Stanton did a hell of a job on his books and if he missed some minor units TS! By the way one of my now deceased friends flew one of the four UH1B TOW ships on his 2nd tour.

My background is FYI CW4 MAA 3000+ UH1 and I NEVER saw a UH1 lift a 105 with or without wheels! LOL!

 

You don't know me nor me you. You know nothing of my service record, it's irrelevant here anyway. Don't insult me.

No one person served long enough or with enough units to definitively pass any judgements about something they might not have seen.

No one has claimed to have served with A/377 therefor none here yet knows exactly what that patch may mean.

 

IH

 

Link to post
Share on other sites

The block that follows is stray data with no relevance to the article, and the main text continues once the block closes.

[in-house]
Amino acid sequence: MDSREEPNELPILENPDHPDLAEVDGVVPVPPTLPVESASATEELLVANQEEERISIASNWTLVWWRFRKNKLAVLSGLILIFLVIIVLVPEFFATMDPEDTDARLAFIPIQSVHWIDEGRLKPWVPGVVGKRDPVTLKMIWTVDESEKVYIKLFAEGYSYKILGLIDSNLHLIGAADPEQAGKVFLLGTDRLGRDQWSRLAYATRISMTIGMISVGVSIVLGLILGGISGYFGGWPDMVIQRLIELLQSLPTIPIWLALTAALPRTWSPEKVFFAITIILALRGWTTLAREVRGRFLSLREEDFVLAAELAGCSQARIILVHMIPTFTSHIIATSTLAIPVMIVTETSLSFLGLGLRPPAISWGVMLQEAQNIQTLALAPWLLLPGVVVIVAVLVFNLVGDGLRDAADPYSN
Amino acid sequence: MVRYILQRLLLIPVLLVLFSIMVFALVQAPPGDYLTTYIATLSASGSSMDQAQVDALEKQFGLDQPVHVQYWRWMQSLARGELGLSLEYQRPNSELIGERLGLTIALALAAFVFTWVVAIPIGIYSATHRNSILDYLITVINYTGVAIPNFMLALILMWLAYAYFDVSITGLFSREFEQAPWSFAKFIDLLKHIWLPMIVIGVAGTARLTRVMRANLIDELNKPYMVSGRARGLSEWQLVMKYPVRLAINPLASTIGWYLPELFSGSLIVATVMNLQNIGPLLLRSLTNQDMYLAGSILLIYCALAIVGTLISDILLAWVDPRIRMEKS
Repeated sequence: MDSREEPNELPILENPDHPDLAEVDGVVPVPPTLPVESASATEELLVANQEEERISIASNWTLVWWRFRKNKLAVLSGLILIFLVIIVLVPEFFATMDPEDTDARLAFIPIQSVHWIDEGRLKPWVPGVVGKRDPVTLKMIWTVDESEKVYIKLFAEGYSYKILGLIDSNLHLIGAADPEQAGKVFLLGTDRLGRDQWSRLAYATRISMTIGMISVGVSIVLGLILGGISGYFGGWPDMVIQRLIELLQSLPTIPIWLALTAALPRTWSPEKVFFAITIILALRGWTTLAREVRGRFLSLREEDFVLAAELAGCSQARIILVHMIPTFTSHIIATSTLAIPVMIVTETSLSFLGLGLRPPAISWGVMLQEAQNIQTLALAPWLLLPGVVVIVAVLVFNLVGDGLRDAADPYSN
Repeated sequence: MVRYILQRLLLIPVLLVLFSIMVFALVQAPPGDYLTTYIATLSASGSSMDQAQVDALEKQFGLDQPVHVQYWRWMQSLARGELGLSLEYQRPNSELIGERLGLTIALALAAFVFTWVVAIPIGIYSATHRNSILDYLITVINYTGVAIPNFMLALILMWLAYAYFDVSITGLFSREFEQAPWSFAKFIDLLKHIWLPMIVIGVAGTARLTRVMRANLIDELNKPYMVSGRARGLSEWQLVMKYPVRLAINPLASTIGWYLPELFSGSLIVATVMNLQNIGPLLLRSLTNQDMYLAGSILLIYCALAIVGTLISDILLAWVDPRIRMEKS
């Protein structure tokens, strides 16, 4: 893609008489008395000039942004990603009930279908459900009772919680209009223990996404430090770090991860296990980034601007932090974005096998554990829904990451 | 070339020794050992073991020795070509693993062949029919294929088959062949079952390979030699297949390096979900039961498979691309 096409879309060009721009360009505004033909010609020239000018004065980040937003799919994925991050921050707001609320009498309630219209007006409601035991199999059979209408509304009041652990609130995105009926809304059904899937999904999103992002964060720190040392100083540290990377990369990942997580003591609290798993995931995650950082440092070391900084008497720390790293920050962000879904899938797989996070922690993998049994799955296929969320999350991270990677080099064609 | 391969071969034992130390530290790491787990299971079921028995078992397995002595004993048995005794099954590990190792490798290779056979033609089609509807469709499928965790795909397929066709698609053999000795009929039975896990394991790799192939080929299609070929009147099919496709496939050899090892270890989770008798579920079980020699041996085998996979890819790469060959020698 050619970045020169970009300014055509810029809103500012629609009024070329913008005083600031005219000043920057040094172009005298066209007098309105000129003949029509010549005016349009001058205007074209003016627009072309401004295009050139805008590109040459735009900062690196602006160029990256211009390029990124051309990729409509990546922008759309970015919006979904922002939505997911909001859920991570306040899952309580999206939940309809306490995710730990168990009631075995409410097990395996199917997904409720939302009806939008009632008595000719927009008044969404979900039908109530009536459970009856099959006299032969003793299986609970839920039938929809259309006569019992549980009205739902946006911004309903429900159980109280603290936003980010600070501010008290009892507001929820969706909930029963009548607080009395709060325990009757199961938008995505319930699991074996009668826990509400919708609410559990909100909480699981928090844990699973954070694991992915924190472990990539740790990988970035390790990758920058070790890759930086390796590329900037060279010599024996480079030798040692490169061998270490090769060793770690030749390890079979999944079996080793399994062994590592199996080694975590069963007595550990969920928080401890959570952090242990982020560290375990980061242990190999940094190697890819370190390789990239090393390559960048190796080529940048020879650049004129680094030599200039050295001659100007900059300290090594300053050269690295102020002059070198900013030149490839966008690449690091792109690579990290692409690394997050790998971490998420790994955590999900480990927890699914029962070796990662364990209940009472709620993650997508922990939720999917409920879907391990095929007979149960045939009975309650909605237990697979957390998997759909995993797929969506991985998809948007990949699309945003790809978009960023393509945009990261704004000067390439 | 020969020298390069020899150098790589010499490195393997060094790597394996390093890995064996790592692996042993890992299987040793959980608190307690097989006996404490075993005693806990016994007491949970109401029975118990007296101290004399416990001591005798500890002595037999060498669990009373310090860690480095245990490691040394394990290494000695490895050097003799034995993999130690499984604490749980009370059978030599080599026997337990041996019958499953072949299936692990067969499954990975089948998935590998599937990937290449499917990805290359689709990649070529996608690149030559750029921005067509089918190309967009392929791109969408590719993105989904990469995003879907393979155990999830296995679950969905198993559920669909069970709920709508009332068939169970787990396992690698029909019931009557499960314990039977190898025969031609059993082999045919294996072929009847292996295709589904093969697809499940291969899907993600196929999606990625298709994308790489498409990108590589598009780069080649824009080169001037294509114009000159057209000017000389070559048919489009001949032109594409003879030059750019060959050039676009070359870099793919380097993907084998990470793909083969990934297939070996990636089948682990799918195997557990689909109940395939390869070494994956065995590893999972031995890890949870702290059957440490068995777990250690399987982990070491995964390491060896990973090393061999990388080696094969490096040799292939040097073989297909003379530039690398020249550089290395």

Easy fellows, I was just trying to find out what unit it was from. I appreciate all the input and information. It could be that the Huey symbolizes the type of helicopter and the artillery piece symbolizes they where a artillery unit?

Link to post
Share on other sites

Create an account or sign in to comment

You need to be a member in order to leave a comment

Create an account

Sign up for a new account in our community. It's easy!

Register a new account

Sign in

Already have an account? Sign in here.

Sign In Now
×
×
  • Create New...

Important Information

By using this site, you agree to our Terms of Use.